Mopane Worms Topic of Paper Presented by UKZN Academic at Conference in Germany
A UKZN Lecturer addressed a conference in Germany on the commercialisation of the mopane worm as a food source.
Dr Lloyd Baiyegunhi of the Discipline of Agricultural Economics in the School of Agricultural, Earth and Environmental Sciences (SAEES) spoke on the issue at the annual Conference on Tropical and Subtropical Agricultural and Natural Resource Management (Tropentag), organised by the Leibniz Centre for Agricultural Landscape Research (ZALF) in Müncheberg and the Humboldt-Universität Berlin.
Baiyegunhi presented a paper titled: “Commercialisation of the Mopane Worm (Imbrasia belina) in Rural Households in the Limpopo Province, South Africa”.
Mopane worms are caterpillars from the emperor moth Imbrasia belina, which feed virtually solely on the mopane tree Colophospermum mopane. They are a valuable Non-Timber Forest Product (NTFP) resource used for subsistence and sold to generate income by rural households in southern Africa.
Baiyegunhi’s presentation was informed by the work of a UKZN Agricultural Economics Masters student, Ms Beatrice Oppong, who graduated in 2014 and was supervised by Baiyegunhi and Ms Grany Senyolo.
Three papers have been published in scientific journals from this research, covering several issues including the contribution of mopane worm to rural households’ food security and livelihood.
The paper received considerable attention at the Conference, which is a development-oriented and interdisciplinary event. Given that the theme was “Management of Land Use Systems for Enhanced Food Security - Conflicts, Controversies and Resolutions”, Baiyegunhi’s presentation fitted well into the focus by addressing the implications that continued over-exploitation and commercialisation had for long-term management of the mopane woodlands in the northern parts of South Africa.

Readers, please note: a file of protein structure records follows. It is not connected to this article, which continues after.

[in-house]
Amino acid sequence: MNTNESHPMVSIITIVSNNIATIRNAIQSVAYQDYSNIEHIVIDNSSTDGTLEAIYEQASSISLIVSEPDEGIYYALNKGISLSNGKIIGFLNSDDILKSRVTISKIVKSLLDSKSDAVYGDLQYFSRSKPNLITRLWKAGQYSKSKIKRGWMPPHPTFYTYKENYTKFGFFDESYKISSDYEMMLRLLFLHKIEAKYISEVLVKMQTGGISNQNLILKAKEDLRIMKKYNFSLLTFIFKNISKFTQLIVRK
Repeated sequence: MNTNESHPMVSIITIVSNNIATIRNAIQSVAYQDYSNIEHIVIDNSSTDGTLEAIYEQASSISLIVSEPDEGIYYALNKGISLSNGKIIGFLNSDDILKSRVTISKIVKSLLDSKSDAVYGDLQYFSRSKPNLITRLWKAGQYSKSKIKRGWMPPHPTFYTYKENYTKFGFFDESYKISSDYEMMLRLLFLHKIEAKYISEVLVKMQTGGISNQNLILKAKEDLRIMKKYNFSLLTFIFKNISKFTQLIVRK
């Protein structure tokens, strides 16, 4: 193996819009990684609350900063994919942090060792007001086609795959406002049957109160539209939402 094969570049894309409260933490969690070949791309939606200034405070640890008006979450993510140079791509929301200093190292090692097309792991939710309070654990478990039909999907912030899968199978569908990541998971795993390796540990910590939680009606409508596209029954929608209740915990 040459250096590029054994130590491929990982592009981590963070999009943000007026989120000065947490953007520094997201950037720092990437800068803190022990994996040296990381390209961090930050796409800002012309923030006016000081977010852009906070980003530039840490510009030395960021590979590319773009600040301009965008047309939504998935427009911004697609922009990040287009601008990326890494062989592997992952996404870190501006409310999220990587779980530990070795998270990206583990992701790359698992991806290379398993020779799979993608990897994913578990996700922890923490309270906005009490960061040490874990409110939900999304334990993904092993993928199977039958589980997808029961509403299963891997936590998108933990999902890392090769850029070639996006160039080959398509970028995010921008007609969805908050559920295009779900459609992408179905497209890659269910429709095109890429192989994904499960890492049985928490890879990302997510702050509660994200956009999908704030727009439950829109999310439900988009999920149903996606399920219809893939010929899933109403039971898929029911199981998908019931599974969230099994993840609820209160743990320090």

Tropentag is designed to provide a forum for the discussion on issues such as resource management, environment, agriculture, forestry, fisheries, food, nutrition and related sciences in the context of rural development, sustainable resource use and poverty alleviation worldwide.
The Conference attracted more than 1 000 participants from 62 countries - an all-time record for the annual event. According to Baiyegunhi, the event featured interesting, encouraging, and sometimes controversial discussions as well as many impressive posters documenting high level research, with over 140 oral presentations covering all fields of research related to development.